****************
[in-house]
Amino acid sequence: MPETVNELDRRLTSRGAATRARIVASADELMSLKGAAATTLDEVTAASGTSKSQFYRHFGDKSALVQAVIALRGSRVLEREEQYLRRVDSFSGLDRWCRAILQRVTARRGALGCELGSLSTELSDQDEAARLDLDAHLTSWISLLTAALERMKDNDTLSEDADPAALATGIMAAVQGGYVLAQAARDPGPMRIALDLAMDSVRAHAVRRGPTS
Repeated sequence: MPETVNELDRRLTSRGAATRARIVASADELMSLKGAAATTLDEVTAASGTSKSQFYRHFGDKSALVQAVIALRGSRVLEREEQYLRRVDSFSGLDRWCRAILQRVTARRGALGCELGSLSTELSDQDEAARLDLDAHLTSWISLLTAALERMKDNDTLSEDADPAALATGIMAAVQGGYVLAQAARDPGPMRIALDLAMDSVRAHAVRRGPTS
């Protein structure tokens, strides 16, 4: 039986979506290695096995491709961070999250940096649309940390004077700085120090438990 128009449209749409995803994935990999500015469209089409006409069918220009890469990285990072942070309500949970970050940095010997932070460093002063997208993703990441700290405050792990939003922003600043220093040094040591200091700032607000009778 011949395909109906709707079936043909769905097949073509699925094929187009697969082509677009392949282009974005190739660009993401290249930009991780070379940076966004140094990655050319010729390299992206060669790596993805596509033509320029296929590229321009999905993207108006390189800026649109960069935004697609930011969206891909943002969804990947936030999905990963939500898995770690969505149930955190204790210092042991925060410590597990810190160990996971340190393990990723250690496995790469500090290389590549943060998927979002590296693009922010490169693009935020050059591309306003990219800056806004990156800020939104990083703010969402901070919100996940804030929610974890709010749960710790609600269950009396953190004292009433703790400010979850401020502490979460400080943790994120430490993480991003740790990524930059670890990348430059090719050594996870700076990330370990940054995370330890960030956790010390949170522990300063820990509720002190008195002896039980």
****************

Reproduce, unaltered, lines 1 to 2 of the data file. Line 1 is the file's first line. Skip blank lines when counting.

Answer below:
[in-house]
Amino acid sequence: MPETVNELDRRLTSRGAATRARIVASADELMSLKGAAATTLDEVTAASGTSKSQFYRHFGDKSALVQAVIALRGSRVLEREEQYLRRVDSFSGLDRWCRAILQRVTARRGALGCELGSLSTELSDQDEAARLDLDAHLTSWISLLTAALERMKDNDTLSEDADPAALATGIMAAVQGGYVLAQAARDPGPMRIALDLAMDSVRAHAVRRGPTS